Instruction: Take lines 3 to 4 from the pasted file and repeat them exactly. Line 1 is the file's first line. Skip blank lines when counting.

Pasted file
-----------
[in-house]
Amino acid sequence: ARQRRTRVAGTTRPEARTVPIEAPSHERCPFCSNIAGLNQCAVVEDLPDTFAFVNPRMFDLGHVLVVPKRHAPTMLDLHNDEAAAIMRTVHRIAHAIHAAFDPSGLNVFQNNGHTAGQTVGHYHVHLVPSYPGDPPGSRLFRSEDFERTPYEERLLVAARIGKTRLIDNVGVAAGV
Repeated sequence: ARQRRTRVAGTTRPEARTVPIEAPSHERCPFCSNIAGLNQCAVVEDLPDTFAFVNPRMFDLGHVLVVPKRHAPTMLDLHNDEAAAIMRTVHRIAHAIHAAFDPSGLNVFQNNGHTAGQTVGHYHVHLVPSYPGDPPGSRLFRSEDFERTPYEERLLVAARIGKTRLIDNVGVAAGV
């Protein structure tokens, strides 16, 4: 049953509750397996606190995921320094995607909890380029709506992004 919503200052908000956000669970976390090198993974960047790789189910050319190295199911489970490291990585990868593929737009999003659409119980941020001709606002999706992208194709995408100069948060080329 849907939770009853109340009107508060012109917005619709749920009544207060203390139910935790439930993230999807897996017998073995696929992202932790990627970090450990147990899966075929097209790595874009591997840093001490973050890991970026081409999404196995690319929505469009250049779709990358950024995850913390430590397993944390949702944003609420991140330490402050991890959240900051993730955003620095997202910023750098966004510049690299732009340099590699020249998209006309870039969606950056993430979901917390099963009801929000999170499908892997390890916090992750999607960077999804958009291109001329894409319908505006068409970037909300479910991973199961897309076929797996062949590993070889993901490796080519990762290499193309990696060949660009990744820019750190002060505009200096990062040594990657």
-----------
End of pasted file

Repeated sequence: ARQRRTRVAGTTRPEARTVPIEAPSHERCPFCSNIAGLNQCAVVEDLPDTFAFVNPRMFDLGHVLVVPKRHAPTMLDLHNDEAAAIMRTVHRIAHAIHAAFDPSGLNVFQNNGHTAGQTVGHYHVHLVPSYPGDPPGSRLFRSEDFERTPYEERLLVAARIGKTRLIDNVGVAAGV
């Protein structure tokens, strides 16, 4: 049953509750397996606190995921320094995607909890380029709506992004 919503200052908000956000669970976390090198993974960047790789189910050319190295199911489970490291990585990868593929737009999003659409119980941020001709606002999706992208194709995408100069948060080329 849907939770009853109340009107508060012109917005619709749920009544207060203390139910935790439930993230999807897996017998073995696929992202932790990627970090450990147990899966075929097209790595874009591997840093001490973050890991970026081409999404196995690319929505469009250049779709990358950024995850913390430590397993944390949702944003609420991140330490402050991890959240900051993730955003620095997202910023750098966004510049690299732009340099590699020249998209006309870039969606950056993430979901917390099963009801929000999170499908892997390890916090992750999607960077999804958009291109001329894409319908505006068409970037909300479910991973199961897309076929797996062949590993070889993901490796080519990762290499193309990696060949660009990744820019750190002060505009200096990062040594990657």